Agricultural scientists and doctors say the cottony appendages produced by female poplars as part of seed propagation trigger allergies and respiratory ailments.
“The overpopulation of female cultivars of some poplar species like Populus deltoides and P. nigra has become a menace as the seed-carrying cottony appendages produced by them cause various respiratory diseases,” Mohammad Yousuf Zargar, dean at the faculty of forests, Sher-e-Kashmir University of Agricultural Science and Technology (SKUAST) tells SciDev.Net.
“These cotton tufts reduce visibility and clog the radiators of vehicles besides causing respiratory disorders and irritation to the eyes, nose and throat,” Zargar says. “The problem has become severe in the last few years.”
Mohammad Maqbool, a leading eye, nose and throat specialist, confirms that between late April and June his clinic in Srinagar is crowded with people seeking treatment for respiratory ailments caused by copious amounts of poplar fluff flying about in the air.
The menace was serious enough for the state government to order a ban on further planting of poplars in Srinagar, the state capital, where the local population is worst affected.
Kashmir cannot afford to do without poplars because the wood provides low cost timber for roofing rafters and for making crates to transport valuable produce like apples, peaches and pears. It is also used for making plywood and fencing.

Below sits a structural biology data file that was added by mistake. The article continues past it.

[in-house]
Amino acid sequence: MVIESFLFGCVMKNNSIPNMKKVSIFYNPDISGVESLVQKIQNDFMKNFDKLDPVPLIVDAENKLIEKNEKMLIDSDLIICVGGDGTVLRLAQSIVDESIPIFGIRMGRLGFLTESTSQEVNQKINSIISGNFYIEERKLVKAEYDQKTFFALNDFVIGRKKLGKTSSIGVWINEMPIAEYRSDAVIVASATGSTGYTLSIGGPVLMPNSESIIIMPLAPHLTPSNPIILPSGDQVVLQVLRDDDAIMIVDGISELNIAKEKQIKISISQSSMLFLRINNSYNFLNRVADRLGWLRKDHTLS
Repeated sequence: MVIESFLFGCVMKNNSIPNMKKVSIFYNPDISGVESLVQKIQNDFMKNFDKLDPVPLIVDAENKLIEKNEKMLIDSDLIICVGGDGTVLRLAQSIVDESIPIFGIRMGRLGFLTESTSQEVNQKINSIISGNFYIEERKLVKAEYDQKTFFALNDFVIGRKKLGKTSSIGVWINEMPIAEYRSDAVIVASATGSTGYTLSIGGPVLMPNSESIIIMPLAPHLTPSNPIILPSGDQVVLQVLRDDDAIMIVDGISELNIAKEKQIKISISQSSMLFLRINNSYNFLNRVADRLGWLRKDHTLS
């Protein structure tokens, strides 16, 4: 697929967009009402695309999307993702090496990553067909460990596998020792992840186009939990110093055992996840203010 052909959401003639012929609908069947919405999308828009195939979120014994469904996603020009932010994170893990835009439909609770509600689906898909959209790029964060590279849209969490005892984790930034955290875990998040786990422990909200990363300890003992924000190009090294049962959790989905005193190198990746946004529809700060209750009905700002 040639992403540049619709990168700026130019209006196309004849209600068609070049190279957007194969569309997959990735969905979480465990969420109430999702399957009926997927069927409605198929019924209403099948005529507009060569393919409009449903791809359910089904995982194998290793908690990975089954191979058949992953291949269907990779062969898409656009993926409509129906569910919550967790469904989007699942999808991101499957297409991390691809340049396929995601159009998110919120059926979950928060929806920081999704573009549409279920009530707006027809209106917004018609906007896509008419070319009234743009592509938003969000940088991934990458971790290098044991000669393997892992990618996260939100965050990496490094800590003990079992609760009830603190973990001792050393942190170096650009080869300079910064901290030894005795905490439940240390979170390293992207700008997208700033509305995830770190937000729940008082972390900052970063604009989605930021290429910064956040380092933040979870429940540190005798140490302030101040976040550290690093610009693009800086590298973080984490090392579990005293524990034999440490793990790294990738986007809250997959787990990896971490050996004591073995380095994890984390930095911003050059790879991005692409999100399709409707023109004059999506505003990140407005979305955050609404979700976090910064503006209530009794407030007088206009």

Russian poplar, first introduced into Kashmir in 1982 as part of a World Bank aided project, has now almost completely replaced the harmless indigenous varieties. Kashmiri poplar trees take 40— 50 years to grow fully while the imported species mature in about 15 years making it ideal for commercial growing.
Zargar, who led a team of SKUAST scientists submitted a report “Strategies for controlling cotton seed menace from Poplars in Kashmir” to the state legislative assembly in 2013, says the species saves about 300,000 cubic feet of conifer timber annually.
The department of forest is yet to work out the positive impact of poplar wood as a substitute for forest timber, but Syed Tariq, an official at the State Forest Research Institute of Jammu and Kashmir, describes it as “enormous.”
Tariq and other experts believe that the answer to the health and environmental problems caused by poplars lies in phasing out female trees, mass plantation of male clones, regular lopping and further study using germplasm banks.
This article has been produced by SciDev.Net's South Asia desk.